Fox News Flash top headlines for August 25
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- In Hawaii, at least 115 people died in the deadliest U.S. wildfire to break out in a century.
- While over a thousand people were found safe after being reported missing, rescue teams in Maui, Hawaii, have not been able to find 388 others.
- The FBI has compiled a list of names of the people still officially missing, which was released Thursday by the Maui County.
Maui County released the names of 388 people still missing Thursday more than two weeks after the deadliest U.S. wildfire in more than a century, and officials asked anyone who knows a person on the list to be safe to contact authorities.
The FBI compiled the list of names. The number of confirmed dead after fires on Maui that destroyed the historic seaside community of Lahaina stands at 115, a number the county said is expected to rise.
“We also know that once those names come out, it can and will cause pain for folks whose loved ones are listed,” Police Chief John Pelletier said in a statement. “This is not an easy thing to do, but we want to make sure that we are doing everything we can to make this investigation as complete and thorough as possible.”
Names on the list were deemed validated if officials had a person’s first and last name and a verified contact for the person who reported them missing, officials said.
An additional 1,732 people who had been reported missing have been found safe as of Thursday afternoon, officials said.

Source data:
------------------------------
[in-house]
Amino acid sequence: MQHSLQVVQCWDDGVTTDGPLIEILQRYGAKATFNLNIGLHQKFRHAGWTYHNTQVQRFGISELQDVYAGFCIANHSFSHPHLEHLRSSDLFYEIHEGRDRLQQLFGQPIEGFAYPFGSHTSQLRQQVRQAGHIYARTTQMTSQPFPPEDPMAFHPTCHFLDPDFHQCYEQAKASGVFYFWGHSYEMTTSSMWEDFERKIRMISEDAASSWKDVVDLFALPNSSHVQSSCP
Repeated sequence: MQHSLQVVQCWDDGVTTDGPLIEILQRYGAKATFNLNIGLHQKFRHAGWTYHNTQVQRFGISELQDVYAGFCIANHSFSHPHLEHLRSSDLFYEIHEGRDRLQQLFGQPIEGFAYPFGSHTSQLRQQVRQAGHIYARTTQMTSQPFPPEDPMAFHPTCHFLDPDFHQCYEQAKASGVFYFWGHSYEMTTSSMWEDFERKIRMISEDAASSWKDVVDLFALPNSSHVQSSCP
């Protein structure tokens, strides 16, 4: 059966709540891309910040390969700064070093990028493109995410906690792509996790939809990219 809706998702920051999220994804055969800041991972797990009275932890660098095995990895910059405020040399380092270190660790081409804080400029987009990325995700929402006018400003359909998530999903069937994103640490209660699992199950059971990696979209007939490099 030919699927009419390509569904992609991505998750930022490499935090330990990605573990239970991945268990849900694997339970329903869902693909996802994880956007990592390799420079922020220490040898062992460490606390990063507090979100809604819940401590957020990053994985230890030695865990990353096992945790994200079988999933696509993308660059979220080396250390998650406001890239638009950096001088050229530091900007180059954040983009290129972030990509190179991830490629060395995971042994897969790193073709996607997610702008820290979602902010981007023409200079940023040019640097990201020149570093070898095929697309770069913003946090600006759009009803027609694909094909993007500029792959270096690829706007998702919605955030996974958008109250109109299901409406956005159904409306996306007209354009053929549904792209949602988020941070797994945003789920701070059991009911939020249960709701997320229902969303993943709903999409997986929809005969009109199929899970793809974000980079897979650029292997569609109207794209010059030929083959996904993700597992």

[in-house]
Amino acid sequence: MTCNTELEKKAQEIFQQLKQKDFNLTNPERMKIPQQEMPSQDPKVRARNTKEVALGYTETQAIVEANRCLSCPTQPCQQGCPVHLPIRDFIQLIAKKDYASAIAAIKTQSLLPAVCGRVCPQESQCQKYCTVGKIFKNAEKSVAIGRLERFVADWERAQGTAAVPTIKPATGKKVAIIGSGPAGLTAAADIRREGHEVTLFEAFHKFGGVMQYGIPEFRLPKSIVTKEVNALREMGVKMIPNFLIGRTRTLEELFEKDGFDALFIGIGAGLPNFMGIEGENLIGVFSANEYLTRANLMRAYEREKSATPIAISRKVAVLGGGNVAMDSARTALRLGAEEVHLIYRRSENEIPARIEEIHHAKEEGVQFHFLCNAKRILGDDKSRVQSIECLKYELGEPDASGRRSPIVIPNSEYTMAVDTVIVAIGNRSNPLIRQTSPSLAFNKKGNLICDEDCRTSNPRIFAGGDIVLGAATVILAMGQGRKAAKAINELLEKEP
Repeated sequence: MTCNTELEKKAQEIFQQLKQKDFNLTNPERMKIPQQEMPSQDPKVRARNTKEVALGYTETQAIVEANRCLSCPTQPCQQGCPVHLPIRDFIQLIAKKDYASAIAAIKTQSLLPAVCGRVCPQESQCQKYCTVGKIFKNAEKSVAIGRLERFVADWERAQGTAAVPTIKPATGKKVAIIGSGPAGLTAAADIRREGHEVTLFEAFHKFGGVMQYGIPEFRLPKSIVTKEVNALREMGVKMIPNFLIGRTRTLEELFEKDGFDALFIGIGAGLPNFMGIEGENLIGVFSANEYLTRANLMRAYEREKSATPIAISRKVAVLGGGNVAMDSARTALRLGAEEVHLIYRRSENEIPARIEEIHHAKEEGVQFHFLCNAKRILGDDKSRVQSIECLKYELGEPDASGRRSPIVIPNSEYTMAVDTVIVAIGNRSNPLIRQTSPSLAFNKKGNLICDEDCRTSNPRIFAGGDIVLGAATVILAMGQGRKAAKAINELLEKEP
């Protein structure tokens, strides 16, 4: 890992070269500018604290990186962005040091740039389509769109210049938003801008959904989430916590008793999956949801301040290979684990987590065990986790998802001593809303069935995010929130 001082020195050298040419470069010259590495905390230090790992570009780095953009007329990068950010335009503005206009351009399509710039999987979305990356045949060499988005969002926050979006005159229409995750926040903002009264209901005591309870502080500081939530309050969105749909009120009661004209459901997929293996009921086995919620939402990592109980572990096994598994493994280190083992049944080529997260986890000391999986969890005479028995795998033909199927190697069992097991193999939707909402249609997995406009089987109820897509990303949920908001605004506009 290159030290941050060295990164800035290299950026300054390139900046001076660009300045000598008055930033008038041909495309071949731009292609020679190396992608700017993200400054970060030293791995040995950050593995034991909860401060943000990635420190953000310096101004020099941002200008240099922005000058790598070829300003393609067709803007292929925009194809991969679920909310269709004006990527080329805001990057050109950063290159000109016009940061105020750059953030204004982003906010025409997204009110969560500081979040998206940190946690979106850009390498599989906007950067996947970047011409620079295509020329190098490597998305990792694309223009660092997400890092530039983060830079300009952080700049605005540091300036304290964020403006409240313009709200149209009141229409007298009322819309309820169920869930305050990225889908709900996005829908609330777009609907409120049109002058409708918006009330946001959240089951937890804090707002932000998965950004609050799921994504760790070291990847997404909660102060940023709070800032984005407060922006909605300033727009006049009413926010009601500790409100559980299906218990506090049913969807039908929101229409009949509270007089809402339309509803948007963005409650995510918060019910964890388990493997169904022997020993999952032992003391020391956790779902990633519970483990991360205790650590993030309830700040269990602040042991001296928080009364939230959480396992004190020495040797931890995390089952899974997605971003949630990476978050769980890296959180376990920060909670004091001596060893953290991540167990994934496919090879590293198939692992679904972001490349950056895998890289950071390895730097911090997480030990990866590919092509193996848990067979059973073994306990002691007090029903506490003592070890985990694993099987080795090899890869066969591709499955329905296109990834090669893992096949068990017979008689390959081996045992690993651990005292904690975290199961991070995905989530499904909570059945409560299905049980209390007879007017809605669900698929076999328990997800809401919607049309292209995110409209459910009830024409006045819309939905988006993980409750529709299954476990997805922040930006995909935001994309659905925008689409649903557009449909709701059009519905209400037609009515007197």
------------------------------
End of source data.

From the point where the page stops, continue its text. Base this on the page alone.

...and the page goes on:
A missing person flyer for Joseph “Lomsey” Lara is posted on the door of a business in a shopping mall in Lahaina, Hawaii, on Aug. 21, 2023. (AP Photo/Jae C. Hong)
On Wednesday, officials said 1,000 to 1,100 names remained on the FBI’s tentative, unconfirmed list of people unaccounted for, but DNA had been collected from only 104 families, a figure far lower than in previous major disasters around the country.
Hawaii officials had expressed concern that by releasing a list of the missing, they would also be identifying some people who have died. Pelletier said Tuesday that his team faced difficulties in compiling a solid list. In some cases, people provided only partial names, and in other cases names might be duplicated.
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Maui County sued Hawaiian Electric Co. on Thursday, saying the utility negligently failed to shut off power despite exceptionally high winds and dry conditions. Witness accounts and video indicated that sparks from power lines ignited fires as utility poles snapped in the winds, which were driven by a passing hurricane.
Hawaii Electric said in a statement it is “very disappointed that Maui County chose this litigious path while the investigation is still unfolding.”